Monthly Archives: January 2013

Winter In Baxter State Park – Daicey Pond

On the weekend of January 13th and 14th Tammy and I hiked in to Daicey Pond from the winter access parking lot of Baxter State Park. You can find tons of info at this link (Baxter State Park Authority). The winter parking lot is located just across the road from the convenience store at Abol Bridge on the Golden Road. We stayed at the Katahdin Inn and Suites in Millinocket (formerly the Econolodge) the night before. I wasn’t expecting much, which was a good thing as it wasn’t much. A clean place to sleep so we could get an early start in the AM. We reached the parking lot at about 7:30. There were a couple of passenger vans and two cars from Mass. On a side note, don’t plan on driving to the location of the regular season access gate. It is a snowmobile trail in the winter.

The trail to Daicey begins on the Appalachian Trail. About 1/2 mile north there is a big kiosk and a trail breaks off to the right heading for Abol Pond and Kahtadin Stream campground. This was the only trail that had been broken since the last 2 or three inches of snow, but it was not our path. We continued on the AT for another 1/2 mile or so to an intersection on the right with the Foss Knowlton Pond trail. This trail skirts Foss Knowlton, Lost Pond, and finally Daicey. You can continue on the same trail to reach Kidney Pond if that is your final destination. We were able to ski in to Foss Knowlton, (about 3 miles) but at that point, it looked like hikers had been going straight across the pond and with the warm weather, I wasn’t too enthused about that. We switched into snow shoes and skirted the east edge of the pond. This trail had not been broken and was deep snow, so we decided to go onto the edge of the pond and skirt the shoreline. Once on the north end, I found the inlet (which was open water) and went back on shore. There is a trail upstream from the inlet, but it had not been broken and the blue trail blazes were faded. I figured there had to be a different trail so we skirted the shore clock wise and found a couple of boats on shore and picked up the original trail. We switched back into skis for about a mile, but it had gotten so warm and the snow was so sticky it was building up directly under our feet, sooooo back to snowshoes at the edge of Lost Pond for the last 2 miles to Daicey (a little over 6 miles total). We never saw Katahdin all the way in as it was cloudy and foggy all day.

It was chilly in the cabin when we arrived, but we started up the wood stove and the cabin warmed up quickly. Baxter State Park supplies wood for the cabins in the off season. There is a big wood shed here at Daicey and another at the cabins on Kidney.


A little gut warmer (Dr. McGillicuddy’s Apple Pie liquor) and some supper of dried broccoli and cheese soup with some rice thrown in and we were full and content. We were the only ones at the cabins all weekend. Peace and quiet! I got up before sunrise on Sunday morning and took some dawn photos of Katahdin. Once the atmosphere started to warm up, the fog in the dawn photo rose up and obscured the mountain for the rest of the morning.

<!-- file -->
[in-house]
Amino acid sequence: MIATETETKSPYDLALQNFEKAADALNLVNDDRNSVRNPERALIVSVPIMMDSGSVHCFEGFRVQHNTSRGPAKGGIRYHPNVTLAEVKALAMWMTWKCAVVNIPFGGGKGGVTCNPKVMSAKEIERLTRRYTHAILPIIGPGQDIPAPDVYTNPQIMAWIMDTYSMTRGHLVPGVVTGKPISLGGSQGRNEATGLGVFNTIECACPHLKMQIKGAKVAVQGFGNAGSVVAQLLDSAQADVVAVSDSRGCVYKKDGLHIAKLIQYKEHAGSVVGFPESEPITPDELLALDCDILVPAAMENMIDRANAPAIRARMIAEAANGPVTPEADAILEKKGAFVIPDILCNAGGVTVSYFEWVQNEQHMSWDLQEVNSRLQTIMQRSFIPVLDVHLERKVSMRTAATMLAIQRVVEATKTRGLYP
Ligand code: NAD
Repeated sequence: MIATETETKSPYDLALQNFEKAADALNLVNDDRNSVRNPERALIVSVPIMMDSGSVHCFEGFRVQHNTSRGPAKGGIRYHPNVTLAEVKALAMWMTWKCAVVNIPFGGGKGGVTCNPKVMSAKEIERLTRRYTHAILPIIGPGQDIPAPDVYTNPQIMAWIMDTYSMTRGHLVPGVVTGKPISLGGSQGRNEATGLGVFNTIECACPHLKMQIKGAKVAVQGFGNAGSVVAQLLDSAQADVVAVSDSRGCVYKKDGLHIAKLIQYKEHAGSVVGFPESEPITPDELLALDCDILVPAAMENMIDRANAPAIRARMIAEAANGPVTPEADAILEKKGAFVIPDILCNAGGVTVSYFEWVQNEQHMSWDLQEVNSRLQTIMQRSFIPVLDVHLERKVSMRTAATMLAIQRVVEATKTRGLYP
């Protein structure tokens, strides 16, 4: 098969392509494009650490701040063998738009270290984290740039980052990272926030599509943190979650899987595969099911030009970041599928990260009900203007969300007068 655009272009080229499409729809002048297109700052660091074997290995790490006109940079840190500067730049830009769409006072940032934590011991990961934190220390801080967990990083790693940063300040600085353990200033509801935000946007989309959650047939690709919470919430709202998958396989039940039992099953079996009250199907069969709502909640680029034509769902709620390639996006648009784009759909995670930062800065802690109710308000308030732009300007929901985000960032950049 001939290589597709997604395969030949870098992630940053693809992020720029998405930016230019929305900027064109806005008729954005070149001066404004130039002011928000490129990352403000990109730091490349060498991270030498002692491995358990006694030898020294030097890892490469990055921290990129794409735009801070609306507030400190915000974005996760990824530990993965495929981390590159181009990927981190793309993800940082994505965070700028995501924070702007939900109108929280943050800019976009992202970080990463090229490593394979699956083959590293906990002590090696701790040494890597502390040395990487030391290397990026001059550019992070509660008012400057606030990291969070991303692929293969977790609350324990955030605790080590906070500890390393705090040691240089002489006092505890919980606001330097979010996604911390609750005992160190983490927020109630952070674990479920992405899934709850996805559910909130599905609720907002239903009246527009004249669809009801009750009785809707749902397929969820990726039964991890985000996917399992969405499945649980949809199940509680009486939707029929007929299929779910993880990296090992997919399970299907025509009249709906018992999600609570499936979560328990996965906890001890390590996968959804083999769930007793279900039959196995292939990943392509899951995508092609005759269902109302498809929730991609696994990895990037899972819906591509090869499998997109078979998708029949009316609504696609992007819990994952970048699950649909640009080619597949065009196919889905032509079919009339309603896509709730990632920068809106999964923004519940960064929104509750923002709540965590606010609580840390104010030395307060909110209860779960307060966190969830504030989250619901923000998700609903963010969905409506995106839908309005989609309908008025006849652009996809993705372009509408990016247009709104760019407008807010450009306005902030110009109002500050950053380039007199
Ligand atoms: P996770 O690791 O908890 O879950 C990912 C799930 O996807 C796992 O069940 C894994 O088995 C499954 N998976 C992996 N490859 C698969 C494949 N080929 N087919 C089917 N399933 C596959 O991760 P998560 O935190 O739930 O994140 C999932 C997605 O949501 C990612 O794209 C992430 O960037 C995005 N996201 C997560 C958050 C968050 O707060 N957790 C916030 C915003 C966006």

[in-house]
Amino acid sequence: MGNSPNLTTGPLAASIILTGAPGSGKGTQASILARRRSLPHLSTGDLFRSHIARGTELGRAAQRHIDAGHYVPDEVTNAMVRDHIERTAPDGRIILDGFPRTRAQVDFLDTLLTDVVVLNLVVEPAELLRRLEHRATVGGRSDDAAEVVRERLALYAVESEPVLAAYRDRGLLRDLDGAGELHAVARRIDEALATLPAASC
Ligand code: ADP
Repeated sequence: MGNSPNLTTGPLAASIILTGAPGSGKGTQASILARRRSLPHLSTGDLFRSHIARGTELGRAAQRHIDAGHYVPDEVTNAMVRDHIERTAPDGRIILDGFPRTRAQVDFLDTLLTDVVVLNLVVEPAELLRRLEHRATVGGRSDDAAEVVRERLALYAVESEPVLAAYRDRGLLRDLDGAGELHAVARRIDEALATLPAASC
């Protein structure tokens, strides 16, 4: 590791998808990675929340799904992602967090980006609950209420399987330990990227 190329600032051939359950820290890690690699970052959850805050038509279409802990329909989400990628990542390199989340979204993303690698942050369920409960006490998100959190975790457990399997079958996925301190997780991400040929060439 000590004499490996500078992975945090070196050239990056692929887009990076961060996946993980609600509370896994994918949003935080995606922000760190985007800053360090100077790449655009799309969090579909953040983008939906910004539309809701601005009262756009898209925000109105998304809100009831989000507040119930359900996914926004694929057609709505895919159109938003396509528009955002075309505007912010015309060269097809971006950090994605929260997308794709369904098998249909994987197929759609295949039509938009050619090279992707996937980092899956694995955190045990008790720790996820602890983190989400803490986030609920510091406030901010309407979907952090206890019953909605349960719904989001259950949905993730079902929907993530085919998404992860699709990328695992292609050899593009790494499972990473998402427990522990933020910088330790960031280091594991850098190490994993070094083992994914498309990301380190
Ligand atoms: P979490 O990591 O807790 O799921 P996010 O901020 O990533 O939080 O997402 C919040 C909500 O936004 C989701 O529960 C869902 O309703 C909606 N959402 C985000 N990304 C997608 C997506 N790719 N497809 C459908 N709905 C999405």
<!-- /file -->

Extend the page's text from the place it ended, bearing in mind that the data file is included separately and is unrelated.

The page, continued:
We saw four healthy dear on the slow 6 miles out and saw the mountain many times. Warm sunny day! It was close to 35 degrees! Because of the unusual temperatures, we were forced to snowshoe the entire length out. Still a great hike and great weekend!




View Daicey Pond – Winter Access in a larger map

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Andover and Grafton Notch Snowshoe Hike

Yesterday, 1/19/2013, I had a chance to get out to some locations that I have photographed before in seasons other than winter. Snow changes everything!!

I began at the Cataracts just off the East B. Hill Road between Andover and Upton. In the more temperate seasons, there is a dirt road on the left side if you are heading north, which will permit easy access to the top of the falls area of the Cataracts. I have been here before early in the winter season and the dirt road hasn’t been plowed. Today, however, it was plowed giving easy access to the upper falls and gorge! I snowshoed down into the gorge with the intention of climbing up to the largest drop. The access to the largest falls is almost vertical from the bottom of the gorge. Luckily I brought one of my Christmas presents. A shiny new pair of Kahtoola micro spikes. They slip over boots using a rubbery web that keeps them attached to your boot. This was my first time using them and I found them easy to put on and they functioned great. Not as good as a full crampon, but much better than just my boots. Below are a couple of the pictures taken here.